Press Release

Boycotts Brew as Baghdad Burns

In response to a war waged in opposition to worldwide public opinion, activists and regular citizens from Toledo to Tokyo are taking up the boycott in hopes of deterring the USA from continuing its attacks on Iraq.

Activist groups have organized some of the boycott efforts; others are direct expressions of public opinion.

Boycotts getting organized: many of the major boycott campaigns have banded together under the umbrella group the Global Boycott for Peace, or GBP.

Among the members of the GBP, boycott efforts have included:

The International group for Direct Economic Action against war (IDEA) continues its flexible boycott strategy, offering boycotters options for both general and targeted boycotts, listing the top 2, 10, and 20 boycott targets

San Francisco-based BoycottUS rallied local support as protests continued in the City by the Bay

13 members of the European Parliament signed on for a boycott of US corporations sponsored by the boycott organization For Mother Earth

New Zealanders launched Stop USA, a group of "mad Kiwi consumers" dedicated to promoting a U.S. boycott in the South Pacific

In Japan, Peace Choice Campaign has begun a grassroots campaign to boycott U.S. goods

Halving her credit cards in protest, American Liz Snyder launched Stop Spending, which includes a personal "spending blog" about participating in the boycotts

Also in the USA, the cyber campaign known as We Won't Shop Until Attack Talk Stops has Americans pledging to reduce their consumer spending by a dollar amount, currently pledges total $166,250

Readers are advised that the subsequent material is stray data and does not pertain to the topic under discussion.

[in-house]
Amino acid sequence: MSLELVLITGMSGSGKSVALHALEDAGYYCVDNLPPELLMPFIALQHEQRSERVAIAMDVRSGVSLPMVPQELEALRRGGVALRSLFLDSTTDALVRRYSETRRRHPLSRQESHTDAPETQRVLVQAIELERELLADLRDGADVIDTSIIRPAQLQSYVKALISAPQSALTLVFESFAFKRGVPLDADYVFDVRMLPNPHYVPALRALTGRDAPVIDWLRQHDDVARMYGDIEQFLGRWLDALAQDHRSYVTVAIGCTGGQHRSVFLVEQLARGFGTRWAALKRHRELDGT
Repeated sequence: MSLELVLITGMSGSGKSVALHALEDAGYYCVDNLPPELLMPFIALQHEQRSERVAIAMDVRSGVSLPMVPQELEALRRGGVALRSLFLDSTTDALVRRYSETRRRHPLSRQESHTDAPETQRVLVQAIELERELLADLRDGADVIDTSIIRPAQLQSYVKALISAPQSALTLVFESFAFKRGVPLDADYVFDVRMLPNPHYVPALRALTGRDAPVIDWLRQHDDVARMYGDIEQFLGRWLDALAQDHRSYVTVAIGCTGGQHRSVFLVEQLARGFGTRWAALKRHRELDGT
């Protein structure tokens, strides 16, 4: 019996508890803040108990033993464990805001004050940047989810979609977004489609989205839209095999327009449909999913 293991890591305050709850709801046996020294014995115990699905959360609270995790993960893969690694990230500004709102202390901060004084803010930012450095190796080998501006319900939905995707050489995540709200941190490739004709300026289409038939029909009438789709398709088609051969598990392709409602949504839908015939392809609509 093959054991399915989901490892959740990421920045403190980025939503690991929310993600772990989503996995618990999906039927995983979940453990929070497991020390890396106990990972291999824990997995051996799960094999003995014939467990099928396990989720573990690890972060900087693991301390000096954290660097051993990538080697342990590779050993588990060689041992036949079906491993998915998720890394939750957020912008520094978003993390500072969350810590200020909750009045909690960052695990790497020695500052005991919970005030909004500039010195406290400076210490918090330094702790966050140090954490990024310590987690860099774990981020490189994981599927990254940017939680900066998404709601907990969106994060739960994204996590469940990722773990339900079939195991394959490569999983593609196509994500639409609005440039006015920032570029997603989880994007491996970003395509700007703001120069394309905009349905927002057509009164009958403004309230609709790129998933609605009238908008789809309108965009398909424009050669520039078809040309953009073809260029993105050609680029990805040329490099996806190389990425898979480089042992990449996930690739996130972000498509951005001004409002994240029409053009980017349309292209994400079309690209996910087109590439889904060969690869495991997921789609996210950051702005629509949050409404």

In Australia, Peace Action offers "the B-lists" offering consumers comprehensive lists of corporations who both support and oppose the war against Iraq

In the USA, Be the Cause has also continued to target specific brands (such as Kraft and Philip Morris) for a consumer boycott

In New Zealand, Spend for Peace continues its boycott of US products, encouraging boycotters to write letters to companied, political leaders, and US ambassadors

German cyber-campaign Consumers Against War advocates a boycott of a couple of dozen American brands

Collectively, Global Boycott for Peace, along with For Mother Earth, is sponsoring its first day of direct boycott actions on April 15th 2003. Protesters around the globe will voice their plans to boycott at local shopping districts, gas stations, and strip malls across the globe. Sponsored by the International Peace Bureau, these nonviolent actions are not against the American people or American soldiers, but against the American administration and its policies.